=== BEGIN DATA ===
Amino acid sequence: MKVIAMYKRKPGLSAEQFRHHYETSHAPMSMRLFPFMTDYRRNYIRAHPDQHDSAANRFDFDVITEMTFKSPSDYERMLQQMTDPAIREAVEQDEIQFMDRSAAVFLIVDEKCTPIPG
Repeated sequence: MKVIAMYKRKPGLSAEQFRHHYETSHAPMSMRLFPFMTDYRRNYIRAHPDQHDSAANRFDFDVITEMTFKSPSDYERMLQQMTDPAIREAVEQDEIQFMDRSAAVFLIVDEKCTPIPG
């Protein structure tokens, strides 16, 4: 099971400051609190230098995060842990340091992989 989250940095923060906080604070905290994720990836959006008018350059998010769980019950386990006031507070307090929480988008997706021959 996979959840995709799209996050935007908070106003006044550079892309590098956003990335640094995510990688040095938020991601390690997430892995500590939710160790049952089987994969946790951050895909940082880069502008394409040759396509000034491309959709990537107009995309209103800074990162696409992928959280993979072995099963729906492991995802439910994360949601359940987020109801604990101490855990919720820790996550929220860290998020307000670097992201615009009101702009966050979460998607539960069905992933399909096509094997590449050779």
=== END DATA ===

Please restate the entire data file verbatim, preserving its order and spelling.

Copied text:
Amino acid sequence: MKVIAMYKRKPGLSAEQFRHHYETSHAPMSMRLFPFMTDYRRNYIRAHPDQHDSAANRFDFDVITEMTFKSPSDYERMLQQMTDPAIREAVEQDEIQFMDRSAAVFLIVDEKCTPIPG
Repeated sequence: MKVIAMYKRKPGLSAEQFRHHYETSHAPMSMRLFPFMTDYRRNYIRAHPDQHDSAANRFDFDVITEMTFKSPSDYERMLQQMTDPAIREAVEQDEIQFMDRSAAVFLIVDEKCTPIPG
């Protein structure tokens, strides 16, 4: 099971400051609190230098995060842990340091992989 989250940095923060906080604070905290994720990836959006008018350059998010769980019950386990006031507070307090929480988008997706021959 996979959840995709799209996050935007908070106003006044550079892309590098956003990335640094995510990688040095938020991601390690997430892995500590939710160790049952089987994969946790951050895909940082880069502008394409040759396509000034491309959709990537107009995309209103800074990162696409992928959280993979072995099963729906492991995802439910994360949601359940987020109801604990101490855990919720820790996550929220860290998020307000670097992201615009009101702009966050979460998607539960069905992933399909096509094997590449050779």